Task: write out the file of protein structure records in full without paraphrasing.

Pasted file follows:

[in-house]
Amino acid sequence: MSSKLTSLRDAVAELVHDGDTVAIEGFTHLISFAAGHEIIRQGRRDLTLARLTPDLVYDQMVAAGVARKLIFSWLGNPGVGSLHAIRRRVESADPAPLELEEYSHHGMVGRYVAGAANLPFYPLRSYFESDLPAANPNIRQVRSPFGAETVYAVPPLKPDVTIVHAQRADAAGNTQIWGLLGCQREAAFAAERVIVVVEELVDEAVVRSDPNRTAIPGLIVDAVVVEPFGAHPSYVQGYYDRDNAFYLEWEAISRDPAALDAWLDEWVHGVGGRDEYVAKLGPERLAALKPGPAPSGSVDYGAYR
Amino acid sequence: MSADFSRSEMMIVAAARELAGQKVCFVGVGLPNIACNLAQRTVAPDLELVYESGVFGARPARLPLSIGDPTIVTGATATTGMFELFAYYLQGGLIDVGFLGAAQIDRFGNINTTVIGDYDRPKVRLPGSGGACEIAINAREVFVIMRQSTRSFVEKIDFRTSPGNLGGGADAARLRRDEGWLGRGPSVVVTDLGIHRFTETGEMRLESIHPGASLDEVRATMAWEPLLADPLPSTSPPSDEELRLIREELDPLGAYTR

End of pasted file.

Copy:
[in-house]
Amino acid sequence: MSSKLTSLRDAVAELVHDGDTVAIEGFTHLISFAAGHEIIRQGRRDLTLARLTPDLVYDQMVAAGVARKLIFSWLGNPGVGSLHAIRRRVESADPAPLELEEYSHHGMVGRYVAGAANLPFYPLRSYFESDLPAANPNIRQVRSPFGAETVYAVPPLKPDVTIVHAQRADAAGNTQIWGLLGCQREAAFAAERVIVVVEELVDEAVVRSDPNRTAIPGLIVDAVVVEPFGAHPSYVQGYYDRDNAFYLEWEAISRDPAALDAWLDEWVHGVGGRDEYVAKLGPERLAALKPGPAPSGSVDYGAYR
Amino acid sequence: MSADFSRSEMMIVAAARELAGQKVCFVGVGLPNIACNLAQRTVAPDLELVYESGVFGARPARLPLSIGDPTIVTGATATTGMFELFAYYLQGGLIDVGFLGAAQIDRFGNINTTVIGDYDRPKVRLPGSGGACEIAINAREVFVIMRQSTRSFVEKIDFRTSPGNLGGGADAARLRRDEGWLGRGPSVVVTDLGIHRFTETGEMRLESIHPGASLDEVRATMAWEPLLADPLPSTSPPSDEELRLIREELDPLGAYTR